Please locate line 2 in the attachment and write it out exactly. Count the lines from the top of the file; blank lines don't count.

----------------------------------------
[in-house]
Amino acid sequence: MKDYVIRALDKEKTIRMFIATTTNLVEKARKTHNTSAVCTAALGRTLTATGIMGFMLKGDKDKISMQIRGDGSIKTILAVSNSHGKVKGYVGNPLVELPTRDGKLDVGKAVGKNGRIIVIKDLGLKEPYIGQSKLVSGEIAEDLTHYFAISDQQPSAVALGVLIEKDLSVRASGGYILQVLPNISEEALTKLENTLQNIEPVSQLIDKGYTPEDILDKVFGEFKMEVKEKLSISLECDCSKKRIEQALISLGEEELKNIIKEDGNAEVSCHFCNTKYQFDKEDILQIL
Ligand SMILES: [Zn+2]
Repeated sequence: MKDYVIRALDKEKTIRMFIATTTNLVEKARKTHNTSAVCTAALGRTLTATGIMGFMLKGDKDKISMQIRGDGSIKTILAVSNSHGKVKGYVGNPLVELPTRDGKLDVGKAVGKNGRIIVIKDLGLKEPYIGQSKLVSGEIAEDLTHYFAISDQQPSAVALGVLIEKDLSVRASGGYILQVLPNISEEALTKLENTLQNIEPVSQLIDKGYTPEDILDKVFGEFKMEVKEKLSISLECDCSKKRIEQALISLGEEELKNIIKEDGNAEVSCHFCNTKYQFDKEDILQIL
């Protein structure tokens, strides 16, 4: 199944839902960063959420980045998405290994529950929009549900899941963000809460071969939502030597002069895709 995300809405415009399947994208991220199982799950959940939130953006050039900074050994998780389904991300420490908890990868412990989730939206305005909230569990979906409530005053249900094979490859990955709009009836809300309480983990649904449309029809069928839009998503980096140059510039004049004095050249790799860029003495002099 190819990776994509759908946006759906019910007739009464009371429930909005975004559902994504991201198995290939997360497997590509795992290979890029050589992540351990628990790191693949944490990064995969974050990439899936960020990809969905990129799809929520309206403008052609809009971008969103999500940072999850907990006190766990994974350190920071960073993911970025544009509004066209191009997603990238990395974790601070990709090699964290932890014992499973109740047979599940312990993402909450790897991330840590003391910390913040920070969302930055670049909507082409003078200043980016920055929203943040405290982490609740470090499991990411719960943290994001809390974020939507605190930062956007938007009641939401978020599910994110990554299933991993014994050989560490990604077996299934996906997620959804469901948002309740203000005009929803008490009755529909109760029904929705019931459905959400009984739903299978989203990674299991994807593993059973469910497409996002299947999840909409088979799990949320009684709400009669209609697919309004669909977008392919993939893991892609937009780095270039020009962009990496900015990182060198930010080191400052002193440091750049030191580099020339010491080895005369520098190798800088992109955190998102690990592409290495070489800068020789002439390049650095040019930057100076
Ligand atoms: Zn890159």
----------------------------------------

Amino acid sequence: MKDYVIRALDKEKTIRMFIATTTNLVEKARKTHNTSAVCTAALGRTLTATGIMGFMLKGDKDKISMQIRGDGSIKTILAVSNSHGKVKGYVGNPLVELPTRDGKLDVGKAVGKNGRIIVIKDLGLKEPYIGQSKLVSGEIAEDLTHYFAISDQQPSAVALGVLIEKDLSVRASGGYILQVLPNISEEALTKLENTLQNIEPVSQLIDKGYTPEDILDKVFGEFKMEVKEKLSISLECDCSKKRIEQALISLGEEELKNIIKEDGNAEVSCHFCNTKYQFDKEDILQIL